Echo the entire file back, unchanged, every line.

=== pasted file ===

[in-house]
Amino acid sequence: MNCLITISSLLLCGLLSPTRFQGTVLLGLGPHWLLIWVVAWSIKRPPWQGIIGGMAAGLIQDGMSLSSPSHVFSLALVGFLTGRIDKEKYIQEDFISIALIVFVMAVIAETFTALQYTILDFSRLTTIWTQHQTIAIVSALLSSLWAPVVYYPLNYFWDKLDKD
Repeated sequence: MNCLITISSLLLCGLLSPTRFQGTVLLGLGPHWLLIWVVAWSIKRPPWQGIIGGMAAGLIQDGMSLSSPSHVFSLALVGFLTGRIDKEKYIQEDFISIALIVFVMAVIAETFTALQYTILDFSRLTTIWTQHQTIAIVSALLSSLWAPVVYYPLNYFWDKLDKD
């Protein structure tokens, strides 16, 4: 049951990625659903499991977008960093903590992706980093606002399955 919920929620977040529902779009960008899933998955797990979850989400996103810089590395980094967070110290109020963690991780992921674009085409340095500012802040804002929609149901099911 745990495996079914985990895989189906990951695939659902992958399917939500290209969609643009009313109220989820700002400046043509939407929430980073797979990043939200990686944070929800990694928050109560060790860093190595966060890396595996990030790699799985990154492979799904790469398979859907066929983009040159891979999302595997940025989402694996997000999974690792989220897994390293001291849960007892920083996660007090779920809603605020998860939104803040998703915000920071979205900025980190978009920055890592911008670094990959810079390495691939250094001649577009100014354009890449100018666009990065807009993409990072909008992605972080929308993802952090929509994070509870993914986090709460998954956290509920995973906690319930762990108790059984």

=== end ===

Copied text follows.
[in-house]
Amino acid sequence: MNCLITISSLLLCGLLSPTRFQGTVLLGLGPHWLLIWVVAWSIKRPPWQGIIGGMAAGLIQDGMSLSSPSHVFSLALVGFLTGRIDKEKYIQEDFISIALIVFVMAVIAETFTALQYTILDFSRLTTIWTQHQTIAIVSALLSSLWAPVVYYPLNYFWDKLDKD
Repeated sequence: MNCLITISSLLLCGLLSPTRFQGTVLLGLGPHWLLIWVVAWSIKRPPWQGIIGGMAAGLIQDGMSLSSPSHVFSLALVGFLTGRIDKEKYIQEDFISIALIVFVMAVIAETFTALQYTILDFSRLTTIWTQHQTIAIVSALLSSLWAPVVYYPLNYFWDKLDKD
């Protein structure tokens, strides 16, 4: 049951990625659903499991977008960093903590992706980093606002399955 919920929620977040529902779009960008899933998955797990979850989400996103810089590395980094967070110290109020963690991780992921674009085409340095500012802040804002929609149901099911 745990495996079914985990895989189906990951695939659902992958399917939500290209969609643009009313109220989820700002400046043509939407929430980073797979990043939200990686944070929800990694928050109560060790860093190595966060890396595996990030790699799985990154492979799904790469398979859907066929983009040159891979999302595997940025989402694996997000999974690792989220897994390293001291849960007892920083996660007090779920809603605020998860939104803040998703915000920071979205900025980190978009920055890592911008670094990959810079390495691939250094001649577009100014354009890449100018666009990065807009993409990072909008992605972080929308993802952090929509994070509870993914986090709460998954956290509920995973906690319930762990108790059984």